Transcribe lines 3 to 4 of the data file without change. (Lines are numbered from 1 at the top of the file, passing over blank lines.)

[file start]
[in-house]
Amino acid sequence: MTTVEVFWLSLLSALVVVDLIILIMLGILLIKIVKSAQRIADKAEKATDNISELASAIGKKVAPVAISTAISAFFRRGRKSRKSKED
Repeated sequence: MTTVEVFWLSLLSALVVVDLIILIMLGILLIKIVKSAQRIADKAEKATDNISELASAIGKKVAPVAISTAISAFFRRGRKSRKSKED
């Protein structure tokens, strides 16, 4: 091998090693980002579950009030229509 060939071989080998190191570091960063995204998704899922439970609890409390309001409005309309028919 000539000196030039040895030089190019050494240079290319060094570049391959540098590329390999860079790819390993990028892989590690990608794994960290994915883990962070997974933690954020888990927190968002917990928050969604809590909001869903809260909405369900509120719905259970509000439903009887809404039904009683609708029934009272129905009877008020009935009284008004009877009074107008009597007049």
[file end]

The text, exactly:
Repeated sequence: MTTVEVFWLSLLSALVVVDLIILIMLGILLIKIVKSAQRIADKAEKATDNISELASAIGKKVAPVAISTAISAFFRRGRKSRKSKED
């Protein structure tokens, strides 16, 4: 091998090693980002579950009030229509 060939071989080998190191570091960063995204998704899922439970609890409390309001409005309309028919 000539000196030039040895030089190019050494240079290319060094570049391959540098590329390999860079790819390993990028892989590690990608794994960290994915883990962070997974933690954020888990927190968002917990928050969604809590909001869903809260909405369900509120719905259970509000439903009887809404039904009683609708029934009272129905009877008020009935009284008004009877009074107008009597007049």